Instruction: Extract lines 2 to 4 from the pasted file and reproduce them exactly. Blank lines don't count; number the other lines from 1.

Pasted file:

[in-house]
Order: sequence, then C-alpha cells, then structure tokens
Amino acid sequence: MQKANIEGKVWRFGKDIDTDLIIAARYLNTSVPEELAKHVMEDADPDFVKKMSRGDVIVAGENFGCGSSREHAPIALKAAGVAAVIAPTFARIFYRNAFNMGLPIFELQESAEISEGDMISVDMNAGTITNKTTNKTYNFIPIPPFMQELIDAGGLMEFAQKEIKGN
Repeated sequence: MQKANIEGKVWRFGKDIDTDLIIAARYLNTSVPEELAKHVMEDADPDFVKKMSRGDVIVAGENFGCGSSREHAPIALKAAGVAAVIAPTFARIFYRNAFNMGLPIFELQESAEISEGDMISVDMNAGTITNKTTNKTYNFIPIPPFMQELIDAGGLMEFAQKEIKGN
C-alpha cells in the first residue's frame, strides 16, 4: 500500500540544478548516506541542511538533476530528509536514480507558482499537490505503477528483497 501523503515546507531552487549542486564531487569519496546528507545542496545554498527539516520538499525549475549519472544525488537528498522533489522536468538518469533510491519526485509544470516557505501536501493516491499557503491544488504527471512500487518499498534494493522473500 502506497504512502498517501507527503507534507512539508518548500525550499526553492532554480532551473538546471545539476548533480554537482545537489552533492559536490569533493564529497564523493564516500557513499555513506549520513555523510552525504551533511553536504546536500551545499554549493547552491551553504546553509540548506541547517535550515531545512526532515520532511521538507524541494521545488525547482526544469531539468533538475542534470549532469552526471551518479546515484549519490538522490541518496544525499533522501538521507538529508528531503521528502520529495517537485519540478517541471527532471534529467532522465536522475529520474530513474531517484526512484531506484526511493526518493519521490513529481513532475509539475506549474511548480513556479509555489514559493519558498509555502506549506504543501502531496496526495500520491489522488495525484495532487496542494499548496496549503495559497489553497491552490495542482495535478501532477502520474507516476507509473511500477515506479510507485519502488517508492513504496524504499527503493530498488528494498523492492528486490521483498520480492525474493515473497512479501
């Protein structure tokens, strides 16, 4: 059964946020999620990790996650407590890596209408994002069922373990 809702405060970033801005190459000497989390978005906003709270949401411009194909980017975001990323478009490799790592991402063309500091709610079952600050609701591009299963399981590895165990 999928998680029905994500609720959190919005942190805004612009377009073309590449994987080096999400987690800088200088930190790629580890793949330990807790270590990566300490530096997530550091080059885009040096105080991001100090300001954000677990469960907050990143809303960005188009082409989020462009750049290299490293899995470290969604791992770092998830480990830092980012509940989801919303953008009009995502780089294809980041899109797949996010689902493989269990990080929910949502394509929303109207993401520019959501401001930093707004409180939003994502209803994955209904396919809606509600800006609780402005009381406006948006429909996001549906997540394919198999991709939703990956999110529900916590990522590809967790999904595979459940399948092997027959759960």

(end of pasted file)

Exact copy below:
Order: sequence, then C-alpha cells, then structure tokens
Amino acid sequence: MQKANIEGKVWRFGKDIDTDLIIAARYLNTSVPEELAKHVMEDADPDFVKKMSRGDVIVAGENFGCGSSREHAPIALKAAGVAAVIAPTFARIFYRNAFNMGLPIFELQESAEISEGDMISVDMNAGTITNKTTNKTYNFIPIPPFMQELIDAGGLMEFAQKEIKGN
Repeated sequence: MQKANIEGKVWRFGKDIDTDLIIAARYLNTSVPEELAKHVMEDADPDFVKKMSRGDVIVAGENFGCGSSREHAPIALKAAGVAAVIAPTFARIFYRNAFNMGLPIFELQESAEISEGDMISVDMNAGTITNKTTNKTYNFIPIPPFMQELIDAGGLMEFAQKEIKGN